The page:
As NewsBusters reported earlier, New York Times columnist Paul Krugman and MSNBC's Joe Scarborough had quite a heated discussion about the budget, debt, and the economy on PBS's Charlie Rose Monday evening.
Near its conclusion, Scarborough actually scolded Krugman for pompously behaving like a sighing Al Gore (video follows with transcript and commentary):
JOE SCARBOROUGH: Paul can call it ad hominem attacks all he wants, but what we believe is what Paul once believed and that is, well, it's actually not even a matter of belief it's reality. You know, we have a generational crisis. You know, in 1933, 1934 when FDR created Social Security, life expectancy was 62. You got your first check at 65. It’s a pretty good deal. Even a small government conservative that like that type of deal. We're growing, we're living…
PAUL KRUGMAN: [Sighs] Wow.
SCARBOROUGH: You know what, if you can just stop from saying wow and being childish.
KRUGMAN: I’m sorry. I've written about this so many times.
SCARBOROUGH: Let me just finish a point Paul.
KRUGMAN: I'm sorry, that was an involuntary reaction.
SCARBOROGH: You and Al Gore really need to talk about it, because, again, this is a real problem. If people don't agree with you 100 percent of the time, you talk about ad hominem attacks, you always feel like you have to take the cheap shot. So if I could just finish.
KRUGMAN: Go ahead.
SCARBOROUGH: I’ve listened to you. The fact of the matter is we've got a generational crisis. Americans are living longer than they did in 1933, 1934. And Paul has written about this. You can see this coming, as my torts professor said, like a freight train coming out of the mist. We can see this coming a long way off.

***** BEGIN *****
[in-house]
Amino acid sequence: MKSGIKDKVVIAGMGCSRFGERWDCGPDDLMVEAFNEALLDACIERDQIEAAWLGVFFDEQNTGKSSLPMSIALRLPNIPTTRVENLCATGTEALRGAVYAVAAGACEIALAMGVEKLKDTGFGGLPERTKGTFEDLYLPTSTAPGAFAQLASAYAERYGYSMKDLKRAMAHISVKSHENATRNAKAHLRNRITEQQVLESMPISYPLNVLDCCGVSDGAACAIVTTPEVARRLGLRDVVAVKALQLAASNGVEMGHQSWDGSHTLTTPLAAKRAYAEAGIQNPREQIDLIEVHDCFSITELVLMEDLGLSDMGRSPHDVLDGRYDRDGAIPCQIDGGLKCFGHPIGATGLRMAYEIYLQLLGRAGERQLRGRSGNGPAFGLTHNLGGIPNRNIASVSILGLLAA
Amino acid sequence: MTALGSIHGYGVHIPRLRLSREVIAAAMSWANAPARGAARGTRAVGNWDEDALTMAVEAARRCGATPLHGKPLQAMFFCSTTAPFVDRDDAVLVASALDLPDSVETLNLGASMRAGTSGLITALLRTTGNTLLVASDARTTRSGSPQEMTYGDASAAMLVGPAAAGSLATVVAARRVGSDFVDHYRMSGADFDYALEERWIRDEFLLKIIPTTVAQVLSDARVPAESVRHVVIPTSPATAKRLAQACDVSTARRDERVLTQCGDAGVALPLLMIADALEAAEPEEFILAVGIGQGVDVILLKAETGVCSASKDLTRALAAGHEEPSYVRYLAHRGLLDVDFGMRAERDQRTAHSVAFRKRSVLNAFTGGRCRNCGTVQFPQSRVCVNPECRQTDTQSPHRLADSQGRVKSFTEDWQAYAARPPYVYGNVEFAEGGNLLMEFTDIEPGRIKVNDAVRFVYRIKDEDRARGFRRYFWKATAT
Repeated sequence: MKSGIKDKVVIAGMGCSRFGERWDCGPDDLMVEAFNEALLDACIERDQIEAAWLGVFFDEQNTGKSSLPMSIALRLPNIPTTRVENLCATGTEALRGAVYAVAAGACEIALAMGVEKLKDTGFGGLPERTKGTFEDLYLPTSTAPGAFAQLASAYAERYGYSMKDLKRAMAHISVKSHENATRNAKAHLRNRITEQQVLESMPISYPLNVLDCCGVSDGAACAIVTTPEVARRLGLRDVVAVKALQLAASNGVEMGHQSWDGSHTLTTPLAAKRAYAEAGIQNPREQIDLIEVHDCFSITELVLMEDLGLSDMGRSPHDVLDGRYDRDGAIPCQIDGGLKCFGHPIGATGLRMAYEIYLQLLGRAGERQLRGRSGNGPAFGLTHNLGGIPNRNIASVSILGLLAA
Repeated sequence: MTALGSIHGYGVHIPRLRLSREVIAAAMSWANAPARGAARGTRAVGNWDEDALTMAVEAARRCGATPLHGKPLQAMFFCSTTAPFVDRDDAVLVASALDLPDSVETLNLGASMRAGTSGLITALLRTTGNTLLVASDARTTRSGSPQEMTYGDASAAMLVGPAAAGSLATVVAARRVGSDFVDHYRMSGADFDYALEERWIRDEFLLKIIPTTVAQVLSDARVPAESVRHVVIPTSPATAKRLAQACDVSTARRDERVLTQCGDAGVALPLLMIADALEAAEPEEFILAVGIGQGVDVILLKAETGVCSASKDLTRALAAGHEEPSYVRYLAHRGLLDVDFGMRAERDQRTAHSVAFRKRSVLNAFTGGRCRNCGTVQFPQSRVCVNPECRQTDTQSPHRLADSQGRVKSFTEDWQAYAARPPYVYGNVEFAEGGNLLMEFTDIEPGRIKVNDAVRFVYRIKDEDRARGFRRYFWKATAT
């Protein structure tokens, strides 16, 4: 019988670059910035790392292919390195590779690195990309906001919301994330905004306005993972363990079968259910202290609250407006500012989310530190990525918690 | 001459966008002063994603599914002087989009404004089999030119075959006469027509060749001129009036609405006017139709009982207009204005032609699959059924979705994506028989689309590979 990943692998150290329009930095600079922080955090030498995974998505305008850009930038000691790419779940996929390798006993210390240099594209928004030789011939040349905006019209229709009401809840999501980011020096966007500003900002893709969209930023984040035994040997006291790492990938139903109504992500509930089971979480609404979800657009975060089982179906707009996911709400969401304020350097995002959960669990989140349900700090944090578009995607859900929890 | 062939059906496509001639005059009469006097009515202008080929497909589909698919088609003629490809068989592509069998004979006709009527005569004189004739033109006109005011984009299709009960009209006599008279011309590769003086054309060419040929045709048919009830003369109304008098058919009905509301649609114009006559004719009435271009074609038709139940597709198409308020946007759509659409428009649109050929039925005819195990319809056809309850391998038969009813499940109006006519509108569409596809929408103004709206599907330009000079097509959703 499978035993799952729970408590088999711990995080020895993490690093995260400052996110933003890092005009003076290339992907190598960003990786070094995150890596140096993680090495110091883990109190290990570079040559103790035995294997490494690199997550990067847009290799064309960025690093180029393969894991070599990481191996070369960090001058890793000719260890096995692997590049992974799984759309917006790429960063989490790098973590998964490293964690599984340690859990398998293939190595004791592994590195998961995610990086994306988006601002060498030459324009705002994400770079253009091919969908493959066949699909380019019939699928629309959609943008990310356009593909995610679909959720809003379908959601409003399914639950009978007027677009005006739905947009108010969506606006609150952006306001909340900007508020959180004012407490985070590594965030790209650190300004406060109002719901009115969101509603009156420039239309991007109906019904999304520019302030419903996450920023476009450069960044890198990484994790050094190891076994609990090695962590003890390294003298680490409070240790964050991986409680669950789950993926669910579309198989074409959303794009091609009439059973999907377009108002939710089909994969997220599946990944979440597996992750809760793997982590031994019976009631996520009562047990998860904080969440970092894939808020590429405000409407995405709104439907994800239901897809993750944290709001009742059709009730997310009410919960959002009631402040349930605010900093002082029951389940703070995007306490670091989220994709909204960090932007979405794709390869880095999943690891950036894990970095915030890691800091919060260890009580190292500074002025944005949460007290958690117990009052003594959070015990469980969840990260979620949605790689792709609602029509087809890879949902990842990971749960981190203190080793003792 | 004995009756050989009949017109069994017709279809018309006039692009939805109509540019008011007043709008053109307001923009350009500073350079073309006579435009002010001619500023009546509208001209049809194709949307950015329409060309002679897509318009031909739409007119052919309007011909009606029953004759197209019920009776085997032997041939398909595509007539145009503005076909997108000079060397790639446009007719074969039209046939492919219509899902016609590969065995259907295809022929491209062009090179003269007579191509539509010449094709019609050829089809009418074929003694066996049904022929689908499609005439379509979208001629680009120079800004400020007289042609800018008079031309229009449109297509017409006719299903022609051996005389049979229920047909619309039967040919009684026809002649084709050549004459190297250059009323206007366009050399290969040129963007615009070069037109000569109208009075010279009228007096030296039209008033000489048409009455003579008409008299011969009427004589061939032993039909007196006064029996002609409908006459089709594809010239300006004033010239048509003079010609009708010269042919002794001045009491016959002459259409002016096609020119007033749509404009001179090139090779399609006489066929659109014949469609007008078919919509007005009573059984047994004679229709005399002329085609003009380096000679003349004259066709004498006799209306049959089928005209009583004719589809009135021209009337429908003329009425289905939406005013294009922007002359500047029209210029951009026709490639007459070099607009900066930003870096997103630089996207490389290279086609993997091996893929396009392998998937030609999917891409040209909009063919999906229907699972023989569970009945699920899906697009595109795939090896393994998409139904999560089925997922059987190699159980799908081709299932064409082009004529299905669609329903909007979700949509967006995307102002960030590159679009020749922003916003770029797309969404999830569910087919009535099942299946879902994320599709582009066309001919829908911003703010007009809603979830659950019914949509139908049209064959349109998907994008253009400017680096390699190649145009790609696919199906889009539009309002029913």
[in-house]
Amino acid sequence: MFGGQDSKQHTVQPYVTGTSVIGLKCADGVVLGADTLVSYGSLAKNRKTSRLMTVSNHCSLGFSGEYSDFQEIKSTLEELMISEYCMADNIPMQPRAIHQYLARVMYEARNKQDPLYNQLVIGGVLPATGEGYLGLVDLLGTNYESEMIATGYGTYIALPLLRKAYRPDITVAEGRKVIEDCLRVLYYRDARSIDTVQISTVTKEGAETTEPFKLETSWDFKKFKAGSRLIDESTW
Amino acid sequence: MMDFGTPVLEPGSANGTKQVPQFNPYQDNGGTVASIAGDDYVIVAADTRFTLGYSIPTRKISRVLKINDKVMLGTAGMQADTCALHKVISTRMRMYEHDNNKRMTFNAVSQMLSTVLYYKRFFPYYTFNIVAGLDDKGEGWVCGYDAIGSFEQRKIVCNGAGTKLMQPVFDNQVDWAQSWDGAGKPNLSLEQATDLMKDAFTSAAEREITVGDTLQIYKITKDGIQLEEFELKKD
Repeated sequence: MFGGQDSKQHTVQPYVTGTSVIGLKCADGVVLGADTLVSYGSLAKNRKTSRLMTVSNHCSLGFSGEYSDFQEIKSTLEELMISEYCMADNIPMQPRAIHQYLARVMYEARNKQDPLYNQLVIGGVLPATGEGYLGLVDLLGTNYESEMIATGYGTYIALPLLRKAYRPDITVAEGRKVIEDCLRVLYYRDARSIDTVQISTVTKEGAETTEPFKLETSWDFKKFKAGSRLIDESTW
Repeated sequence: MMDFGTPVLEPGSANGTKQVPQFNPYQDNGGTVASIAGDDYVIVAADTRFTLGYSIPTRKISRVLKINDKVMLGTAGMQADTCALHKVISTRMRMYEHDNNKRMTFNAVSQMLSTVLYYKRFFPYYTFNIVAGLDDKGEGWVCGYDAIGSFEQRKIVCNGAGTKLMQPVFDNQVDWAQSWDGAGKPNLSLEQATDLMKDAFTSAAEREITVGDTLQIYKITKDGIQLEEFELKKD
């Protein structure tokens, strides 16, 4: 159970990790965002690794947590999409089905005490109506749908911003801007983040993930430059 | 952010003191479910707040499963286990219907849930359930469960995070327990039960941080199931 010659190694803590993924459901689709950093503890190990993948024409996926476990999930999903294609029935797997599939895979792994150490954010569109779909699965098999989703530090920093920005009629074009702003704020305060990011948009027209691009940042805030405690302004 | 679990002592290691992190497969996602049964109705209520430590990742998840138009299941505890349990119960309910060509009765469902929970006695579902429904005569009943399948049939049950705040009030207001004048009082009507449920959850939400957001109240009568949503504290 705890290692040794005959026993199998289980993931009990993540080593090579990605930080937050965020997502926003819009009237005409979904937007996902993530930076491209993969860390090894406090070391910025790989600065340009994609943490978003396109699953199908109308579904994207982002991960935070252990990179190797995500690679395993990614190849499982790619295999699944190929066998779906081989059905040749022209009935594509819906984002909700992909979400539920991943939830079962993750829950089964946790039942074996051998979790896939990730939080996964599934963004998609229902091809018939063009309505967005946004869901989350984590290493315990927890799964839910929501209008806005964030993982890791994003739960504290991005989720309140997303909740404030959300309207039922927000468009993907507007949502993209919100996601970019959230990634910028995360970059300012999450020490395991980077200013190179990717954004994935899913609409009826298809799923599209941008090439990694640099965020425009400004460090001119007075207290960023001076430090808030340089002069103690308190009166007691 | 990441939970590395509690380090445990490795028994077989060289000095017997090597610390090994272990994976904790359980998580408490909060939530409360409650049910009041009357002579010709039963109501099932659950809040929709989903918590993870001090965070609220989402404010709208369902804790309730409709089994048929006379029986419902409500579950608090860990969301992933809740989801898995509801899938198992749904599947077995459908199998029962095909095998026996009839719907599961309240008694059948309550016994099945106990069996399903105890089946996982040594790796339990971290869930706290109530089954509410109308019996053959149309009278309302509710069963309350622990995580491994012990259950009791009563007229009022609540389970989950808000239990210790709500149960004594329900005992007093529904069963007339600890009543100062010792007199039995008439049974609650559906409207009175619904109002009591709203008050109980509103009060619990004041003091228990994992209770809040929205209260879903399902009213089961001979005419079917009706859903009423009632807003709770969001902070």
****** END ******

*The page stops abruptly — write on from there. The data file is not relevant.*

You’ve got about three Americans working for every one person on Social Security and Medicare. Ten, fifteen years from now that's going to get closer to two people working for every one person on Social Security and Medicare. We're talking about the Eisenhower era. Back then it was 15 people working for every one person on Social Security.
The numbers just don't add up, and I think that lot of us other than Paul and the two or three people he was talking about believe that we can do two things at once. We can grow the economy in the short run, we can also do what's responsible for our children and for our grandchildren and be concerned about long-term debt.
As for the Gore reference, recall that during one of his debates with George W. Bush in 2000, the former Vice President was seen and heard repeatedly sighing as his opponent was speaking.
That didn't work out too well for Gore nor did it thirteen years later for Krugman.